Thursday, January 3, 2013

Field of Schemes Excerpt: Chapter 2

Another in my continuing series of excerpts from my Christmas book Field of Schemes:
One of the more extensive examinations of the issue was a 1994 study [Robert] Baade [an economics professor at Lake Forest College in Illinois] did for the Heartland Institute....   Baade looked at forty-eight cities over a thirty-year time spa, examining every U.S. city during that period that had acquired either a new professional sports stadium or arena or a professional sports team (baseball, football, basketball, or hockey).  His overwhelming finding was that "professional sports teams generally have no significant impact on a metropolitan economy."  Because of that research, Baade's study "finds no support for the notion that there is an economic rationale for public subsidies to sports teams and stadiums and arena construction.  professional sports does not appear to create a flow of public funds generated by new economic growth.  Far from generating new revenues out of which other public projects can't be funded, sports "investments" appear to be an economically unsound use of a community's scarce financial resources."   
Among the thirty cities with new stadiums or arenas that Baade examined, twenty-seven showed no economic impact on their local economy over a thirty-year period.  In three instances - St. Louis, the San Francisco Bay Area, and Washington DC - the new facilities appeared to have hurt the local economy.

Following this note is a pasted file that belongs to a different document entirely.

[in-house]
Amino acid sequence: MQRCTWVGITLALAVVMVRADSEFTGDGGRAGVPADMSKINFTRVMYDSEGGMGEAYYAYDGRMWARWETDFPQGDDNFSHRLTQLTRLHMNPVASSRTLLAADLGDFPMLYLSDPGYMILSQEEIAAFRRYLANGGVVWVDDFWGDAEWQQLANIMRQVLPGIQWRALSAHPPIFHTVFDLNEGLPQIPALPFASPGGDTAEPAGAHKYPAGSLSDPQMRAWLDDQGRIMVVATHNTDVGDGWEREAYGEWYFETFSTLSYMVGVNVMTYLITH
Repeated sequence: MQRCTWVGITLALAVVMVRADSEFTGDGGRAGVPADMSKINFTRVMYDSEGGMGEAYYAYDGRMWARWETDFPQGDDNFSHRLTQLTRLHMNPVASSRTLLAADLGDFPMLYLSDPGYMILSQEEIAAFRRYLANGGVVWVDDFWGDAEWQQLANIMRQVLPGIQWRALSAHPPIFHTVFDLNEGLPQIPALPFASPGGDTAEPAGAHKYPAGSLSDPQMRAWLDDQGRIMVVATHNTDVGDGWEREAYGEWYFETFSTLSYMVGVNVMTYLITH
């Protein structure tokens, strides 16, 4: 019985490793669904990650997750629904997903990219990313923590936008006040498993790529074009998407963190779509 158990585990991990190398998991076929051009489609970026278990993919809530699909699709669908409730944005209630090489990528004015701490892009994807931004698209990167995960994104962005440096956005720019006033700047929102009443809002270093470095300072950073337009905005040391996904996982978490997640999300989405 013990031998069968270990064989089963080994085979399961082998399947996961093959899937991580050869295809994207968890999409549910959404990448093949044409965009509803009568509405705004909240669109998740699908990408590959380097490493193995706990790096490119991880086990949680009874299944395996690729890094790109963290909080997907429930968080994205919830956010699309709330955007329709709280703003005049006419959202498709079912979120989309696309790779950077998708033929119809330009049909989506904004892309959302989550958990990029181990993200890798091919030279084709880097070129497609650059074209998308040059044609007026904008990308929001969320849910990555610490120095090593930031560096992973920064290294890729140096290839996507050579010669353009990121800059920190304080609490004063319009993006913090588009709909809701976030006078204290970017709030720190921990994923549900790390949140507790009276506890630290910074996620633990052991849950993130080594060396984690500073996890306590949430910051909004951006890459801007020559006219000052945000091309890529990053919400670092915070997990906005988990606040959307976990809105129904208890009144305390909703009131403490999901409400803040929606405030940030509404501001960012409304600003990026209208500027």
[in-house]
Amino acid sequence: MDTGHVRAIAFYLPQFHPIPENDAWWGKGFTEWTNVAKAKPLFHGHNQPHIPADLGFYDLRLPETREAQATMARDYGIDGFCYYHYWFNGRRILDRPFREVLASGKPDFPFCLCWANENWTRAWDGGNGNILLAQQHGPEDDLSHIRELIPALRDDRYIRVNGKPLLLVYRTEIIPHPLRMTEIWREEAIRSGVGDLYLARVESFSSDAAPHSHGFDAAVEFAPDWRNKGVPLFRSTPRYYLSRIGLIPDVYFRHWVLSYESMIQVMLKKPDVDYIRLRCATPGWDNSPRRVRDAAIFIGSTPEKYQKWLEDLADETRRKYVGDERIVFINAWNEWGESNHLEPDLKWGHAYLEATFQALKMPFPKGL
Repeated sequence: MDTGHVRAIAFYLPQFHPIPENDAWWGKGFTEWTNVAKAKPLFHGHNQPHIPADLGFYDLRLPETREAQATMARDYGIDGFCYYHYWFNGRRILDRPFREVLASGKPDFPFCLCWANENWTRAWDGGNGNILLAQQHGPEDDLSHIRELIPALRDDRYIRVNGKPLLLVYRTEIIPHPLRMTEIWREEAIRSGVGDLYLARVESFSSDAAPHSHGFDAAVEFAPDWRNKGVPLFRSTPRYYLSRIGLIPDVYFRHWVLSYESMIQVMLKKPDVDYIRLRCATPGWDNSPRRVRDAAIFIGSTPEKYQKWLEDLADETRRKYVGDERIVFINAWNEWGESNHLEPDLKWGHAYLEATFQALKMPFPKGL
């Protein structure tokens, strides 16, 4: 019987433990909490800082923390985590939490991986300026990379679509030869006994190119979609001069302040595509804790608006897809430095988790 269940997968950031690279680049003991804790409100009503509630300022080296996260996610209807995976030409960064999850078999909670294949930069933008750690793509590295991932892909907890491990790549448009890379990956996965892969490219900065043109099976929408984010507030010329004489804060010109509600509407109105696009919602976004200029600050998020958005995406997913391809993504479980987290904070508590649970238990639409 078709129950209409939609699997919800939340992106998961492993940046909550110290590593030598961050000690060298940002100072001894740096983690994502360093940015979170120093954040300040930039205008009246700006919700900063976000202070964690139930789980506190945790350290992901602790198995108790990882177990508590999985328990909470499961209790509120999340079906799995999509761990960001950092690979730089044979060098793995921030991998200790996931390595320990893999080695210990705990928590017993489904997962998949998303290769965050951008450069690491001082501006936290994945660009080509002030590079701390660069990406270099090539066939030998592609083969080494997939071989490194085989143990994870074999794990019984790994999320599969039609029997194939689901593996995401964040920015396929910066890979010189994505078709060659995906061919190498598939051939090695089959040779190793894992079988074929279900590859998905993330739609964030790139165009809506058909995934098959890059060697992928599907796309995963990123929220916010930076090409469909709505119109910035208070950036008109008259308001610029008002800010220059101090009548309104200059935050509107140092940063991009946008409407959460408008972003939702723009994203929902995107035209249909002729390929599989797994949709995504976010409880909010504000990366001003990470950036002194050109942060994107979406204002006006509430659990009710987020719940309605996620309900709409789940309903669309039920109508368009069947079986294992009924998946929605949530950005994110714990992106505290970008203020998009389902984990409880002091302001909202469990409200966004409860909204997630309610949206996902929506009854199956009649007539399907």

My only problem with Baade's study is that it is now dated.  Those sweetheart deals that led to his 1994 conclusions have gotten much sweeter.  No better example exists than in Indianapolis where public dollars were used to build an arena for the Indiana Pacers.  The Pacers operate the building and get 100% of the basketball and non-basketball revenue from it. Now taxpayers even pay the Pacers $10 million a year to run a building, again a publicly-owned building on which the taxpayers get no revenue - it all goes to the Pacers.   Over at Lucas Oil Stadium, the Colts play rent-free and receive 100% of the revenue during the Colts games, 50% of the revenue from non-Colts events. We the public, through the Capital Improvement Board, run the place.

Looking for newer information, I found Prof. Baade has issued other reports on the subject,  including in 2002, 2006, 2008 and 2010.  In January of 2011, he along with an economist at Holy Cross, authored a paper entitled "Financing Professional Sports Facilities."  That study can be accessed through this link.

The book Field of Schemes can be ordered through this link.  The website "Field of Schemes" is also worth checking out.

No comments: